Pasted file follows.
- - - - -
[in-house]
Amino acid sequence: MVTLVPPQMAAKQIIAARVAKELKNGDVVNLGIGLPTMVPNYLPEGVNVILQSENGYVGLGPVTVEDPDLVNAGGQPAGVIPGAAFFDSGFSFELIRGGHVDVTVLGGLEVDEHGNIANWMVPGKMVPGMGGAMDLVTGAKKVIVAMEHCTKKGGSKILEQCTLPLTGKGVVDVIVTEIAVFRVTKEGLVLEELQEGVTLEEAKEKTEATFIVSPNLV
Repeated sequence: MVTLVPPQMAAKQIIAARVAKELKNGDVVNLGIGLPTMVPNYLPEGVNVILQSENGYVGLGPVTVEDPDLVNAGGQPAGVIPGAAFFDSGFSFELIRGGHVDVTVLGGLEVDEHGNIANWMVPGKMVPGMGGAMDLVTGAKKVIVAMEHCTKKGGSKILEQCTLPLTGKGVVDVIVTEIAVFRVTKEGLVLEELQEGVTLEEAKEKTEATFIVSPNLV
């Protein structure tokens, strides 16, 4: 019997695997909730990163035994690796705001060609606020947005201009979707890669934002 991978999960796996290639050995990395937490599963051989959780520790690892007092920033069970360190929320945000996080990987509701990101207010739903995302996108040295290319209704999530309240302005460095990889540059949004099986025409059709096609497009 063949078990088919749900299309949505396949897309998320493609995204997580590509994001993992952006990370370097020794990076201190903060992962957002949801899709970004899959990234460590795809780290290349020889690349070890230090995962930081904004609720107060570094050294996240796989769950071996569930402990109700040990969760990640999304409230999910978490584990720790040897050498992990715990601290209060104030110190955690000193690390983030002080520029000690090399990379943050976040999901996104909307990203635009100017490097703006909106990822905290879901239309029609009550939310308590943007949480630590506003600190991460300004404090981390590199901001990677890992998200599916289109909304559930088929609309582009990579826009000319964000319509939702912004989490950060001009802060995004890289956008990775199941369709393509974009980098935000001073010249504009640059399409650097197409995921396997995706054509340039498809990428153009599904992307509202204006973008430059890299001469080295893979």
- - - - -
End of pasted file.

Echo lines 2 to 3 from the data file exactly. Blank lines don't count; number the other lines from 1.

Amino acid sequence: MVTLVPPQMAAKQIIAARVAKELKNGDVVNLGIGLPTMVPNYLPEGVNVILQSENGYVGLGPVTVEDPDLVNAGGQPAGVIPGAAFFDSGFSFELIRGGHVDVTVLGGLEVDEHGNIANWMVPGKMVPGMGGAMDLVTGAKKVIVAMEHCTKKGGSKILEQCTLPLTGKGVVDVIVTEIAVFRVTKEGLVLEELQEGVTLEEAKEKTEATFIVSPNLV
Repeated sequence: MVTLVPPQMAAKQIIAARVAKELKNGDVVNLGIGLPTMVPNYLPEGVNVILQSENGYVGLGPVTVEDPDLVNAGGQPAGVIPGAAFFDSGFSFELIRGGHVDVTVLGGLEVDEHGNIANWMVPGKMVPGMGGAMDLVTGAKKVIVAMEHCTKKGGSKILEQCTLPLTGKGVVDVIVTEIAVFRVTKEGLVLEELQEGVTLEEAKEKTEATFIVSPNLV